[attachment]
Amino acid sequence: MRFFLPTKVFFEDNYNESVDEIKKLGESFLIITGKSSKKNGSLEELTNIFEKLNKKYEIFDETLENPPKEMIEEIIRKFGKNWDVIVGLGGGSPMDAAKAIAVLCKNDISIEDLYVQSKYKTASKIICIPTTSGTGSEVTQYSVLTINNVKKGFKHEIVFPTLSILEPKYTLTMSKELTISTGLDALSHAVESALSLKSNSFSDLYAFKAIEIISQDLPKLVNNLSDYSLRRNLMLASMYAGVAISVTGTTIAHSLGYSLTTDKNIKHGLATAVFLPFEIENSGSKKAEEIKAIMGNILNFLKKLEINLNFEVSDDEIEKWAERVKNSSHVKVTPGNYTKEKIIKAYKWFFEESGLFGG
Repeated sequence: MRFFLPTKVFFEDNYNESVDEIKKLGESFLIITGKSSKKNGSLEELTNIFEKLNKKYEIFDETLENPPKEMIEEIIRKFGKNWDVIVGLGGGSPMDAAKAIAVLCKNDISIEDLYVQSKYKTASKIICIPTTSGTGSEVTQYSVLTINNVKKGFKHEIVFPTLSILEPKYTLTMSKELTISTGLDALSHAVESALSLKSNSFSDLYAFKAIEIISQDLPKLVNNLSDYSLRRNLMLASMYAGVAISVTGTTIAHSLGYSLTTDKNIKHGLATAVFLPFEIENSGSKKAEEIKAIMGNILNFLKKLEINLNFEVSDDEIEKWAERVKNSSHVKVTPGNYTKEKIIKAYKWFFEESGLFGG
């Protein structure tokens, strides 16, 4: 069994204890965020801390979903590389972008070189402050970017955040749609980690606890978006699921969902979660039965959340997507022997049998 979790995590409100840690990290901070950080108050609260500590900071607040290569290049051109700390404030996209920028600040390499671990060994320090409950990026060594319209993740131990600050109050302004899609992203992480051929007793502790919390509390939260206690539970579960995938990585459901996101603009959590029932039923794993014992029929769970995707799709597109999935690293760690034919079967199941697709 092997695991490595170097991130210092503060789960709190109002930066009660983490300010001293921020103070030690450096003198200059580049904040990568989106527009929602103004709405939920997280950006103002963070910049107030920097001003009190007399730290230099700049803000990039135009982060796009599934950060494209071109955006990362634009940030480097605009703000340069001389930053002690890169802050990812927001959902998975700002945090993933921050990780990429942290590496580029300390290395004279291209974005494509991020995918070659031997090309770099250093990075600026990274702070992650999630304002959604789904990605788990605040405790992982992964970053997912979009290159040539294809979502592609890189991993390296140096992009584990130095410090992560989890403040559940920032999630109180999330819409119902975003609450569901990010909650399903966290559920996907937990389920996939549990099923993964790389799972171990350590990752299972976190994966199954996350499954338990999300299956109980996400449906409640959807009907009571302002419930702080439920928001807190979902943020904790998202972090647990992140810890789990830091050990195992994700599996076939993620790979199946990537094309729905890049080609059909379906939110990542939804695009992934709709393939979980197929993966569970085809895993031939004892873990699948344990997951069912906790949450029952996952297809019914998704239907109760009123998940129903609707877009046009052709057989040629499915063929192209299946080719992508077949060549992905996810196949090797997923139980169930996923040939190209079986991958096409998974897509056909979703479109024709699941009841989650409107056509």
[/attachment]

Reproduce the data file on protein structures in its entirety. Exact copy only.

Amino acid sequence: MRFFLPTKVFFEDNYNESVDEIKKLGESFLIITGKSSKKNGSLEELTNIFEKLNKKYEIFDETLENPPKEMIEEIIRKFGKNWDVIVGLGGGSPMDAAKAIAVLCKNDISIEDLYVQSKYKTASKIICIPTTSGTGSEVTQYSVLTINNVKKGFKHEIVFPTLSILEPKYTLTMSKELTISTGLDALSHAVESALSLKSNSFSDLYAFKAIEIISQDLPKLVNNLSDYSLRRNLMLASMYAGVAISVTGTTIAHSLGYSLTTDKNIKHGLATAVFLPFEIENSGSKKAEEIKAIMGNILNFLKKLEINLNFEVSDDEIEKWAERVKNSSHVKVTPGNYTKEKIIKAYKWFFEESGLFGG
Repeated sequence: MRFFLPTKVFFEDNYNESVDEIKKLGESFLIITGKSSKKNGSLEELTNIFEKLNKKYEIFDETLENPPKEMIEEIIRKFGKNWDVIVGLGGGSPMDAAKAIAVLCKNDISIEDLYVQSKYKTASKIICIPTTSGTGSEVTQYSVLTINNVKKGFKHEIVFPTLSILEPKYTLTMSKELTISTGLDALSHAVESALSLKSNSFSDLYAFKAIEIISQDLPKLVNNLSDYSLRRNLMLASMYAGVAISVTGTTIAHSLGYSLTTDKNIKHGLATAVFLPFEIENSGSKKAEEIKAIMGNILNFLKKLEINLNFEVSDDEIEKWAERVKNSSHVKVTPGNYTKEKIIKAYKWFFEESGLFGG
């Protein structure tokens, strides 16, 4: 069994204890965020801390979903590389972008070189402050970017955040749609980690606890978006699921969902979660039965959340997507022997049998 979790995590409100840690990290901070950080108050609260500590900071607040290569290049051109700390404030996209920028600040390499671990060994320090409950990026060594319209993740131990600050109050302004899609992203992480051929007793502790919390509390939260206690539970579960995938990585459901996101603009959590029932039923794993014992029929769970995707799709597109999935690293760690034919079967199941697709 092997695991490595170097991130210092503060789960709190109002930066009660983490300010001293921020103070030690450096003198200059580049904040990568989106527009929602103004709405939920997280950006103002963070910049107030920097001003009190007399730290230099700049803000990039135009982060796009599934950060494209071109955006990362634009940030480097605009703000340069001389930053002690890169802050990812927001959902998975700002945090993933921050990780990429942290590496580029300390290395004279291209974005494509991020995918070659031997090309770099250093990075600026990274702070992650999630304002959604789904990605788990605040405790992982992964970053997912979009290159040539294809979502592609890189991993390296140096992009584990130095410090992560989890403040559940920032999630109180999330819409119902975003609450569901990010909650399903966290559920996907937990389920996939549990099923993964790389799972171990350590990752299972976190994966199954996350499954338990999300299956109980996400449906409640959807009907009571302002419930702080439920928001807190979902943020904790998202972090647990992140810890789990830091050990195992994700599996076939993620790979199946990537094309729905890049080609059909379906939110990542939804695009992934709709393939979980197929993966569970085809895993031939004892873990699948344990997951069912906790949450029952996952297809019914998704239907109760009123998940129903609707877009046009052709057989040629499915063929192209299946080719992508077949060549992905996810196949090797997923139980169930996923040939190209079986991958096409998974897509056909979703479109024709699941009841989650409107056509």